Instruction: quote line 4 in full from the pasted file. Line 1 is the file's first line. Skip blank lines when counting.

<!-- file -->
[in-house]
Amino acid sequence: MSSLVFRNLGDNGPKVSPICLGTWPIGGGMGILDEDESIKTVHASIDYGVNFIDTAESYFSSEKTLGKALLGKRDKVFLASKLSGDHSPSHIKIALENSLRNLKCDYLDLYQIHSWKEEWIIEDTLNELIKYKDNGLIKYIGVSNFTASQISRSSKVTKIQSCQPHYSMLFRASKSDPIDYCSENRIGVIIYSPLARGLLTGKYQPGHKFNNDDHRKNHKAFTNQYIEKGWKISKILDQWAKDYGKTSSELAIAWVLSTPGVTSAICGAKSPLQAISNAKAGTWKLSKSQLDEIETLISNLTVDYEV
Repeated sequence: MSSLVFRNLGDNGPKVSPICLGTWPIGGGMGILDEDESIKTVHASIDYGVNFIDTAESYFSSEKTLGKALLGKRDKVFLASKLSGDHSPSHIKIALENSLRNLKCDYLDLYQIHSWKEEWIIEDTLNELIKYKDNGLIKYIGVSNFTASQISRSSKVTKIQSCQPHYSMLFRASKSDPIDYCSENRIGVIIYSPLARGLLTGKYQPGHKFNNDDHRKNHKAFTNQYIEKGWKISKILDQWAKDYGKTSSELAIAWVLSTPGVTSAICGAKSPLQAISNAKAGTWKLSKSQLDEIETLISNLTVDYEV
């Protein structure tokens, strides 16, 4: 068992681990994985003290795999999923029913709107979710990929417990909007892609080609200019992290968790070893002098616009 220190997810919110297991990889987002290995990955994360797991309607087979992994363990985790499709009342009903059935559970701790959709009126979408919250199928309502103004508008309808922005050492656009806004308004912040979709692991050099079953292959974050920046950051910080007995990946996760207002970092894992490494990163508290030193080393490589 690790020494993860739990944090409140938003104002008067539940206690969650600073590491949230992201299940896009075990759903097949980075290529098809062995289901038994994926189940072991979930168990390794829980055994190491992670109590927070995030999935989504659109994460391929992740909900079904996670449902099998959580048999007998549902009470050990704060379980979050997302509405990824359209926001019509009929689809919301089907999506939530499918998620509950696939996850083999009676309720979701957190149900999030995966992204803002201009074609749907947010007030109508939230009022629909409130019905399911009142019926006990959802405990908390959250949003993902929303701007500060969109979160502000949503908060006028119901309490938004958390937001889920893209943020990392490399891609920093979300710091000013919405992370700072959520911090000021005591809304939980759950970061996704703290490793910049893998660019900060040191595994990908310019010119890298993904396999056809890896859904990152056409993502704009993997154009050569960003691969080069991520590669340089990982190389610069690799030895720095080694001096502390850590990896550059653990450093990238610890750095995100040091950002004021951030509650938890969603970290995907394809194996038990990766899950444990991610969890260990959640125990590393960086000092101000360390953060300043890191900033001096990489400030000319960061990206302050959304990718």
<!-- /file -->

């Protein structure tokens, strides 16, 4: 068992681990994985003290795999999923029913709107979710990929417990909007892609080609200019992290968790070893002098616009 220190997810919110297991990889987002290995990955994360797991309607087979992994363990985790499709009342009903059935559970701790959709009126979408919250199928309502103004508008309808922005050492656009806004308004912040979709692991050099079953292959974050920046950051910080007995990946996760207002970092894992490494990163508290030193080393490589 690790020494993860739990944090409140938003104002008067539940206690969650600073590491949230992201299940896009075990759903097949980075290529098809062995289901038994994926189940072991979930168990390794829980055994190491992670109590927070995030999935989504659109994460391929992740909900079904996670449902099998959580048999007998549902009470050990704060379980979050997302509405990824359209926001019509009929689809919301089907999506939530499918998620509950696939996850083999009676309720979701957190149900999030995966992204803002201009074609749907947010007030109508939230009022629909409130019905399911009142019926006990959802405990908390959250949003993902929303701007500060969109979160502000949503908060006028119901309490938004958390937001889920893209943020990392490399891609920093979300710091000013919405992370700072959520911090000021005591809304939980759950970061996704703290490793910049893998660019900060040191595994990908310019010119890298993904396999056809890896859904990152056409993502704009993997154009050569960003691969080069991520590669340089990982190389610069690799030895720095080694001096502390850590990896550059653990450093990238610890750095995100040091950002004021951030509650938890969603970290995907394809194996038990990766899950444990991610969890260990959640125990590393960086000092101000360390953060300043890191900033001096990489400030000319960061990206302050959304990718």